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Olympic course designer Guilherme Jorge: “I love the sport and I find it fascinating to be able to create the courses”

Wednesday, 26 October 2016
Interview

Guilherme Jorge. Photo (c) Nanna Nieminen for World of Showjumping.
Guilherme Jorge. Photo (c) Nanna Nieminen for World of Showjumping.

At the Olympic Games in Rio, it was Brazil’s own Guilherme Jorge that was behind the much praised course design.

Designing the tracks in Rio was very special for Jorge. “My first Olympic experience was in Atlanta in 1996, and I think being at the Games has a special energy about it. When Brazil won the bid to host the Olympics back in 2009, I had my mind set on being the course designer there. I think with all the other jobs I had, I never thought I wanted to do this or that championship; I worked hard, tried to learn as much as I could – working as an assistant as well as at major events. I think that based on this, I was receiving my invitations. However, when the Olympic Games were allocated to Brazil I was already a Level 4 FEI course designer so I really wanted to do this job and kept preparing myself for it. The process itself was pretty complicated,” Jorge explains during a seminar put together at the Helsinki International Porsche Horse Show.

One and a half year of preparations from Jorge and his team resulted in great sport in Rio. As to his methods when building for different horse and rider combinations, Jorge explains: “I like to mix things; build a little bit for the scope, a little bit for the carefulness – then we can play a little bit with the time allowed and ask the riders different questions.”

“The current state of showjumping, and the quality on the horses and riders makes our work as course designers very challenging – but we should not forget that we are on the same side as the riders. We all want to create good sport. I don’t like to talk about ‘tricks’ when we talk about the challenges we can create when we build courses; I like to talk about ‘asking questions’. The easiest way to put pressure on the riders is through the time allowed. But, that should be only one of the factors of the course. Then there are other questions, for example the riders have to be able to shorten and lengthen the canter, they have to be balanced in their turns and so on,” Jorge explains.

“What I think would help to develop the sport is to start asking these questions already at a lower level, of course taking into account the level and experience of the participants,” he continues. “For example, at junior level there are already strong horse and rider combinations. It is ok to ask a few more questions when the height of the fences stays low.”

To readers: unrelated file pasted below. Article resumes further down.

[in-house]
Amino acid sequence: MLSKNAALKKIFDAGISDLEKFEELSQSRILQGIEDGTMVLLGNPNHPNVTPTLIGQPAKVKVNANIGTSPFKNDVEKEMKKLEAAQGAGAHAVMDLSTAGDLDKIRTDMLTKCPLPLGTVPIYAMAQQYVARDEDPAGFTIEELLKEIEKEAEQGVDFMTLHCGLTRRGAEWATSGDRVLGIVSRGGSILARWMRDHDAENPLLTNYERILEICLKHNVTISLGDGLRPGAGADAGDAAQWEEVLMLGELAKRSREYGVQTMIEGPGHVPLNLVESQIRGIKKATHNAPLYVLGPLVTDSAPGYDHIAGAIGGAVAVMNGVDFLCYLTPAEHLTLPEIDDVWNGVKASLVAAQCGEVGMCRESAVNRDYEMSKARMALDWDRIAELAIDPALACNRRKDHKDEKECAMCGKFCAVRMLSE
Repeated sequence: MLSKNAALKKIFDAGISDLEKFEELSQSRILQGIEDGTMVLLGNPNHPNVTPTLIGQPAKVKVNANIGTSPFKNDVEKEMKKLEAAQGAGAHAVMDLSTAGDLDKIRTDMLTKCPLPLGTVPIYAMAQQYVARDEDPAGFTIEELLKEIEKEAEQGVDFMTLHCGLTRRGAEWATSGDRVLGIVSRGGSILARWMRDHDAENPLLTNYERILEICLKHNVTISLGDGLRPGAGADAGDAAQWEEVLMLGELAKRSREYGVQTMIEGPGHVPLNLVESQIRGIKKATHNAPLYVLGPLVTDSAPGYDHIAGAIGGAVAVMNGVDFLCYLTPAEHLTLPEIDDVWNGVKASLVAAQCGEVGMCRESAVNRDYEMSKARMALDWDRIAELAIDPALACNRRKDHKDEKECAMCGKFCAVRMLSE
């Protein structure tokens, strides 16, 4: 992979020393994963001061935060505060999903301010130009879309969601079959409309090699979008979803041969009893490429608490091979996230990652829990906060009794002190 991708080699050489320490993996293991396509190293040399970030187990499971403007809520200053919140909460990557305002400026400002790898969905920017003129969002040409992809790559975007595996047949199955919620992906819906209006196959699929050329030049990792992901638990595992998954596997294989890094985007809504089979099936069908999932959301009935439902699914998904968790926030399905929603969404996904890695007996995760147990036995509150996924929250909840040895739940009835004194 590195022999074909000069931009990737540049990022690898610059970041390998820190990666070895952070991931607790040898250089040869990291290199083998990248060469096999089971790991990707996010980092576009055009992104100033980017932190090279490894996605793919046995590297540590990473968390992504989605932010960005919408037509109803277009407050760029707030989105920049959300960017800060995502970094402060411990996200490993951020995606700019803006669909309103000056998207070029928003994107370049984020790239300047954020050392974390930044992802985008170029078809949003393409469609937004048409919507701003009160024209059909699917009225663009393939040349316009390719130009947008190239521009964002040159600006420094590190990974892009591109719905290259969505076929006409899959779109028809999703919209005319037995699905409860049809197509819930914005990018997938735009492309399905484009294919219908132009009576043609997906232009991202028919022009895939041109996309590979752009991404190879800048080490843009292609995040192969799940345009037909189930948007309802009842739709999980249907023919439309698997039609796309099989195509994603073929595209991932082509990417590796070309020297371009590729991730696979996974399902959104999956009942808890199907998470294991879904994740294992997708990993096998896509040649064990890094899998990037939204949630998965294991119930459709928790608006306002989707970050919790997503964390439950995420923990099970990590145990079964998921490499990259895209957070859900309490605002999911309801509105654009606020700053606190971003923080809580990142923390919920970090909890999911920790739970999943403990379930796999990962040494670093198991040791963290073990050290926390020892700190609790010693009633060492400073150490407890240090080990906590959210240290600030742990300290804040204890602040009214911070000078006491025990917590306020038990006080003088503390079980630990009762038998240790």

“For young horses it is important to have common sense,” Jorge says. “The courses have to be encouraging and have mostly forward distances. For the time allowed with the young horses I think you should give them enough. When they are six- and seven-years-old you can start to ask them more questions, but I don’t like to pressure them with time.”

Although he is now considered one of the very best course designers in the world, it took a while for Jorge to find his calling. Before becoming a course designer, he did something totally different. “I loved horses, my dad was a doctor – well what is the logical choice? I studied to become a vet. I worked as a vet for eight years, but I always loved the sport and I wanted to do more with it. I never considered myself as a good enough rider, never had the means to have proper training and horses – so course building gave me the chance to be more involved in the sport. At first I worked both as a vet and a course designer, but slowly the latter took over,” Jorge tells.  

“Our sport is unique in this way: We have someone creating the course, and the challenge for the riders is a new one every time. I love the sport and I find it fascinating to be able to create the courses.”

 


Text and picture © World of Showjumping by Nanna Nieminen 

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